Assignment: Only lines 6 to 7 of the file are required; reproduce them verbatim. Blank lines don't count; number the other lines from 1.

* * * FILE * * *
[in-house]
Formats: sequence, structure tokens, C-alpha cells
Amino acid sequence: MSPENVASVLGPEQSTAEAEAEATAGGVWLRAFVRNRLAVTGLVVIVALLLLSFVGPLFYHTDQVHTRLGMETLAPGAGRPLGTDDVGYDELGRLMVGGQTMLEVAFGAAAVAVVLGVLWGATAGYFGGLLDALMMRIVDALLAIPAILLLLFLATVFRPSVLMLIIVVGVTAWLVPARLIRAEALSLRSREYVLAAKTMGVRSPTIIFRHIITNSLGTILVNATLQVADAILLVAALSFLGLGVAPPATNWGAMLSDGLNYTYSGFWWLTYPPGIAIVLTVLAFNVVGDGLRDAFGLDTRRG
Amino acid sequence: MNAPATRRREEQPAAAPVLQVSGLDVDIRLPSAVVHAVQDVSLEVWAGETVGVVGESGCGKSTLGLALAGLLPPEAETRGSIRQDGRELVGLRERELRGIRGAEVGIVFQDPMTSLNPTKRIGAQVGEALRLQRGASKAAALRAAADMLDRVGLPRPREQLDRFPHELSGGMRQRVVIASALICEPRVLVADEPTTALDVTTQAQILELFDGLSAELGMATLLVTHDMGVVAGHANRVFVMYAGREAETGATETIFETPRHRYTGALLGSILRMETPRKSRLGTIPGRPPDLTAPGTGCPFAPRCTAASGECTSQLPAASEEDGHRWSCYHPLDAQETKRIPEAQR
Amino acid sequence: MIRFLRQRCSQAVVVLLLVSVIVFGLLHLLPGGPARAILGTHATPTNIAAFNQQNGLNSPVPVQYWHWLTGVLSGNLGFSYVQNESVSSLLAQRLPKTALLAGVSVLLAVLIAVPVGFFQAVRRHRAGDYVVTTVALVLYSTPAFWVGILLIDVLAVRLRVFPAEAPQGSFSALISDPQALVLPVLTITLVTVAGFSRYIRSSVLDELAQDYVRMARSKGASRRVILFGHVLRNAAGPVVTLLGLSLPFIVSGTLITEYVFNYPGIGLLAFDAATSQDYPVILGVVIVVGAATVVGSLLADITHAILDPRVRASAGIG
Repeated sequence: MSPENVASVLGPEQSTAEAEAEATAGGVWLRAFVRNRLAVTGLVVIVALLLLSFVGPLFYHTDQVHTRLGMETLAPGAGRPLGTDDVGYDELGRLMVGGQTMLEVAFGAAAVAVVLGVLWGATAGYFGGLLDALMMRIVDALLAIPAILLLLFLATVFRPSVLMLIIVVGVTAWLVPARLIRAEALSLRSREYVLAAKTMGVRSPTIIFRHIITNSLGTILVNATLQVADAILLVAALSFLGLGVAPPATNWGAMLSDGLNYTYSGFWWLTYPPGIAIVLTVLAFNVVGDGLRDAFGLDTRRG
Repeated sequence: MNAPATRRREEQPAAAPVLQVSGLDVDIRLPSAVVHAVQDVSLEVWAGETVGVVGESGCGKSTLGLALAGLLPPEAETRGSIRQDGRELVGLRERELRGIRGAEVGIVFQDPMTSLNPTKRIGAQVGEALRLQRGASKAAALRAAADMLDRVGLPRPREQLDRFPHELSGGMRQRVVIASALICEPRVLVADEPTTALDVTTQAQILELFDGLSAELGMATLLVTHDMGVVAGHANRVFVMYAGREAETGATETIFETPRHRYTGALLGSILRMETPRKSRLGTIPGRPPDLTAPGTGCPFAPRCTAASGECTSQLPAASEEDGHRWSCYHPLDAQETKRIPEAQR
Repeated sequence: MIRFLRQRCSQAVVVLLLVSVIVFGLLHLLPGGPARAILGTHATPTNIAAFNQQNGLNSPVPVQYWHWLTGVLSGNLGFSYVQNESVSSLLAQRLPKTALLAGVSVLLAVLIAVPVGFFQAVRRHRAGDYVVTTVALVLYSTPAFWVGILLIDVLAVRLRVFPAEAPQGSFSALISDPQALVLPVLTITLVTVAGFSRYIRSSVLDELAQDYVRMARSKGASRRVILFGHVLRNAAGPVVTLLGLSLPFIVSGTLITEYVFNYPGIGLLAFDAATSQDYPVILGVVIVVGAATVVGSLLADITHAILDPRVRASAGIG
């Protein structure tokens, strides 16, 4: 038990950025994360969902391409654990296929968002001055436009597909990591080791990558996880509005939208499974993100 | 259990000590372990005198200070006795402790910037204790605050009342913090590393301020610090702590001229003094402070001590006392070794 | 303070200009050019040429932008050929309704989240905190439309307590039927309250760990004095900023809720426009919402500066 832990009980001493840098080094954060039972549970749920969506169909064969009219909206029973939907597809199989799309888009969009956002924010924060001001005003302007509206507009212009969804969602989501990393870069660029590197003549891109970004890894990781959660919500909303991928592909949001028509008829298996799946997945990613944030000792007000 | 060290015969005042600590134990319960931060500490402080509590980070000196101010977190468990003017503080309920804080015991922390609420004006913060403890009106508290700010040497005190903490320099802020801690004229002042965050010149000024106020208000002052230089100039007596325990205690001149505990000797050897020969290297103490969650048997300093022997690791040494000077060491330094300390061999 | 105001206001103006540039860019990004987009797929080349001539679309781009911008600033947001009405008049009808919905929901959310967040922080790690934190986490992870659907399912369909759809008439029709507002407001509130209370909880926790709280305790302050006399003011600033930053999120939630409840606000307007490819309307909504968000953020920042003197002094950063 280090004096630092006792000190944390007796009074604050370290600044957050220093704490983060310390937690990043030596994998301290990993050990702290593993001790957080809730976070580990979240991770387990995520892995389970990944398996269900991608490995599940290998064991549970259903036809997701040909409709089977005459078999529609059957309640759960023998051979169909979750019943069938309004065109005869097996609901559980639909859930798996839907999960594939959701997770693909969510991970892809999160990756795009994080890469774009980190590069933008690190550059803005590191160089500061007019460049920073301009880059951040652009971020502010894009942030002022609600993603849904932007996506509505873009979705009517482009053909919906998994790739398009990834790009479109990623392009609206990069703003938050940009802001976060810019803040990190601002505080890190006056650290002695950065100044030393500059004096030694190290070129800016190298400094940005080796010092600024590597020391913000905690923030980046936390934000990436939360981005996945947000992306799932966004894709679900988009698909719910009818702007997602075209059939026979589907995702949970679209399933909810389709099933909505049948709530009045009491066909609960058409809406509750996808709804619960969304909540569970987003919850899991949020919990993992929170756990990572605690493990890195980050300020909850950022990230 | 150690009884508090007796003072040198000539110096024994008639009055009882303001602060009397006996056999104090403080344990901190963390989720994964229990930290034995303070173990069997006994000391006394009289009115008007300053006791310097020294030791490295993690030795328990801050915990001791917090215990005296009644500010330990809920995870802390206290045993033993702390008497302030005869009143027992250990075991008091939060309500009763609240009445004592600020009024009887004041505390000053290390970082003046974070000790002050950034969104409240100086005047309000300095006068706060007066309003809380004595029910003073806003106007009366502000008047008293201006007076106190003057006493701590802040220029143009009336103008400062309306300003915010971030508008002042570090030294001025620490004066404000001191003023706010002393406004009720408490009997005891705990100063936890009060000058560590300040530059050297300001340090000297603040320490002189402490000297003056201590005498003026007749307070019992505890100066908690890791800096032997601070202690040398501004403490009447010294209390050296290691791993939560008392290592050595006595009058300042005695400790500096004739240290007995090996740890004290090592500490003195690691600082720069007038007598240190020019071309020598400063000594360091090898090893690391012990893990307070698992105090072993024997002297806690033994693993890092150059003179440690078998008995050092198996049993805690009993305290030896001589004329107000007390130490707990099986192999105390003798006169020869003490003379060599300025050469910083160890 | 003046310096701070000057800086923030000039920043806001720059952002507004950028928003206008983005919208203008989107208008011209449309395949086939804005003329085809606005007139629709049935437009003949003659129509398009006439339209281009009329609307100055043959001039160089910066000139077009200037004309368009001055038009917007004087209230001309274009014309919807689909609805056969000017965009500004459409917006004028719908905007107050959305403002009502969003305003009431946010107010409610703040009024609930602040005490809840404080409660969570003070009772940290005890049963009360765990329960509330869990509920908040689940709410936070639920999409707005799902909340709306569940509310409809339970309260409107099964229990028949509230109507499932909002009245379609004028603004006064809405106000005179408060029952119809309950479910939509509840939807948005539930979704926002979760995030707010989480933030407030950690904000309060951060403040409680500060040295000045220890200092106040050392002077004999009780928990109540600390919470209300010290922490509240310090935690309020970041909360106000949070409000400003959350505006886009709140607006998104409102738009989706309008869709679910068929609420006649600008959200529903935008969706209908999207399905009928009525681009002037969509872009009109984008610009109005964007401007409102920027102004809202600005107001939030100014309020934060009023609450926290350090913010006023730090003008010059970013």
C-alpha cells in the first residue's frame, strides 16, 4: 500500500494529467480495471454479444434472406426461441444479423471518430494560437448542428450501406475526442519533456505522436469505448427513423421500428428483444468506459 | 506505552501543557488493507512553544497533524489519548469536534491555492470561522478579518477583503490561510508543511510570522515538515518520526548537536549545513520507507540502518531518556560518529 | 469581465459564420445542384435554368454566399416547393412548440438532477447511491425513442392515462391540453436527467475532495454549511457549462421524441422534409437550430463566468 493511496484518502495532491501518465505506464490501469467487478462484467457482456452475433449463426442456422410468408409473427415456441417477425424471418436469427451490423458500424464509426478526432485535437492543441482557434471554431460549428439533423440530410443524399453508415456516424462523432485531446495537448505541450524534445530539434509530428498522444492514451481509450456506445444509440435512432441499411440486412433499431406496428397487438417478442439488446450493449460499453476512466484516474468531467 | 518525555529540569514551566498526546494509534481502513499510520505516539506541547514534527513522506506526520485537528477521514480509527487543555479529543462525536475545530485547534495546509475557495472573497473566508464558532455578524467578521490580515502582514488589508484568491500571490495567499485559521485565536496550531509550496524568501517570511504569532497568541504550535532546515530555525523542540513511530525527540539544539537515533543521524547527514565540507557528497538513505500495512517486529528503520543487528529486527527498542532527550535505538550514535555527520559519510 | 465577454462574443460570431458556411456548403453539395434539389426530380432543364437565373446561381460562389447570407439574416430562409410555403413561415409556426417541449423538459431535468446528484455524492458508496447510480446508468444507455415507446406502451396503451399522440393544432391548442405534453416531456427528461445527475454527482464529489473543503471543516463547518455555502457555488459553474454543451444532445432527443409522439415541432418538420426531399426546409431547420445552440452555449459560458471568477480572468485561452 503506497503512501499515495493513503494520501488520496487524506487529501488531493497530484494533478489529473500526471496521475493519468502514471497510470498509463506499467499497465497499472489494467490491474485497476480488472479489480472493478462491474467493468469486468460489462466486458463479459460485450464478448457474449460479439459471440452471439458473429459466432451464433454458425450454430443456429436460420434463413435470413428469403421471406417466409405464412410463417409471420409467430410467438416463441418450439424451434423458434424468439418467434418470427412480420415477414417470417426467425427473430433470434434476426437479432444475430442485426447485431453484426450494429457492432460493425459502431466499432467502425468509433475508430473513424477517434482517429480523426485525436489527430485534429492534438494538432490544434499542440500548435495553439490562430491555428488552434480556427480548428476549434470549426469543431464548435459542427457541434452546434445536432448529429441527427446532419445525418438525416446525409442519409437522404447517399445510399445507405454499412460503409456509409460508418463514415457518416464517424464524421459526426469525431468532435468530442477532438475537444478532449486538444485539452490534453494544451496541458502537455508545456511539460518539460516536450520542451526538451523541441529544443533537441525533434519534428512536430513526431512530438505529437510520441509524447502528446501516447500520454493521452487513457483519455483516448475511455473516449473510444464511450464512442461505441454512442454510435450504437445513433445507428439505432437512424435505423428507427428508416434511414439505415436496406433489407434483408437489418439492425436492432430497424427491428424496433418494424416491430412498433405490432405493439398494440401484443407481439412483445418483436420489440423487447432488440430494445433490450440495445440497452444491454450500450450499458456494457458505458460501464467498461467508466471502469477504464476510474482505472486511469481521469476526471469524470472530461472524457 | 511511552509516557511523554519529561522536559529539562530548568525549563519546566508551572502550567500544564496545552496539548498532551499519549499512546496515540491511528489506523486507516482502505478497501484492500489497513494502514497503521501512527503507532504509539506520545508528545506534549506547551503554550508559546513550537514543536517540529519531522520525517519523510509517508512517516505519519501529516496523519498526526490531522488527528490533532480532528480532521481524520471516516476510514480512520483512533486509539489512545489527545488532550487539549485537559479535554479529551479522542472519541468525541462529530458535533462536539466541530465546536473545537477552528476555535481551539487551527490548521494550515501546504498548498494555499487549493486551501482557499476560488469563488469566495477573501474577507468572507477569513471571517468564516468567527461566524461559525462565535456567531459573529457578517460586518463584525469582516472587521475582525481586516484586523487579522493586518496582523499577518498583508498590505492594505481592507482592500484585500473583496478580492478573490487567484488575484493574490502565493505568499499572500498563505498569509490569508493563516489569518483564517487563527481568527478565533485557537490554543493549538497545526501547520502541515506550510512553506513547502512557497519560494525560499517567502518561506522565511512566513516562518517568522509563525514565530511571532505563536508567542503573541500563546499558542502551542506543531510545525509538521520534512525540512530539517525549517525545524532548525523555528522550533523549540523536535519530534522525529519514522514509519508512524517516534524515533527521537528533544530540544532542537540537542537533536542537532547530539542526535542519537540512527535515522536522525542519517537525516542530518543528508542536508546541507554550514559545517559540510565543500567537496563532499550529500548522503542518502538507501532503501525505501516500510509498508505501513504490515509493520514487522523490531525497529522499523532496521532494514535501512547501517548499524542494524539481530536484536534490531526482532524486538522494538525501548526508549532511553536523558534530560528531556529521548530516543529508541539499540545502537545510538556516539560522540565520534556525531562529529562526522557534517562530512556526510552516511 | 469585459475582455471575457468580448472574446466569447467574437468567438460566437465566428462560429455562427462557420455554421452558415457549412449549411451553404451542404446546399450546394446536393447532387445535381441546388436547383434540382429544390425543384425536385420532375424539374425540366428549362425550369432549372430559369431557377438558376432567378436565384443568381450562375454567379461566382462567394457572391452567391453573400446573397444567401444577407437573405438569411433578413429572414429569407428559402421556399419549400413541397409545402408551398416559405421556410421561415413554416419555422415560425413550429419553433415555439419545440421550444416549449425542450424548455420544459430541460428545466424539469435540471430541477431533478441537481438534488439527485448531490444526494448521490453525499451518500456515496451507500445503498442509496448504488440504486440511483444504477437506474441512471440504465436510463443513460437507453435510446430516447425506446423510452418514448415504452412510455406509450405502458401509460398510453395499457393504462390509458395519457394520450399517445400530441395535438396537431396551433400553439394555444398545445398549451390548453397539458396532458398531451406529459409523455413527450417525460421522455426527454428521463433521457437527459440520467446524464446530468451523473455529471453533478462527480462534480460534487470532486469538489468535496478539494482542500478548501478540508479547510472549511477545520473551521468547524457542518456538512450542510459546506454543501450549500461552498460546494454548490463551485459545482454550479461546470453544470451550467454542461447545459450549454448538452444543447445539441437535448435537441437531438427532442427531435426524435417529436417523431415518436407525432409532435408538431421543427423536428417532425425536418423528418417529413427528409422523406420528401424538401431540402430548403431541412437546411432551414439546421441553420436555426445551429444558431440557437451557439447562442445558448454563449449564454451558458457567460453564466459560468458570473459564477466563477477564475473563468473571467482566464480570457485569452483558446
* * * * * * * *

Repeated sequence: MSPENVASVLGPEQSTAEAEAEATAGGVWLRAFVRNRLAVTGLVVIVALLLLSFVGPLFYHTDQVHTRLGMETLAPGAGRPLGTDDVGYDELGRLMVGGQTMLEVAFGAAAVAVVLGVLWGATAGYFGGLLDALMMRIVDALLAIPAILLLLFLATVFRPSVLMLIIVVGVTAWLVPARLIRAEALSLRSREYVLAAKTMGVRSPTIIFRHIITNSLGTILVNATLQVADAILLVAALSFLGLGVAPPATNWGAMLSDGLNYTYSGFWWLTYPPGIAIVLTVLAFNVVGDGLRDAFGLDTRRG
Repeated sequence: MNAPATRRREEQPAAAPVLQVSGLDVDIRLPSAVVHAVQDVSLEVWAGETVGVVGESGCGKSTLGLALAGLLPPEAETRGSIRQDGRELVGLRERELRGIRGAEVGIVFQDPMTSLNPTKRIGAQVGEALRLQRGASKAAALRAAADMLDRVGLPRPREQLDRFPHELSGGMRQRVVIASALICEPRVLVADEPTTALDVTTQAQILELFDGLSAELGMATLLVTHDMGVVAGHANRVFVMYAGREAETGATETIFETPRHRYTGALLGSILRMETPRKSRLGTIPGRPPDLTAPGTGCPFAPRCTAASGECTSQLPAASEEDGHRWSCYHPLDAQETKRIPEAQR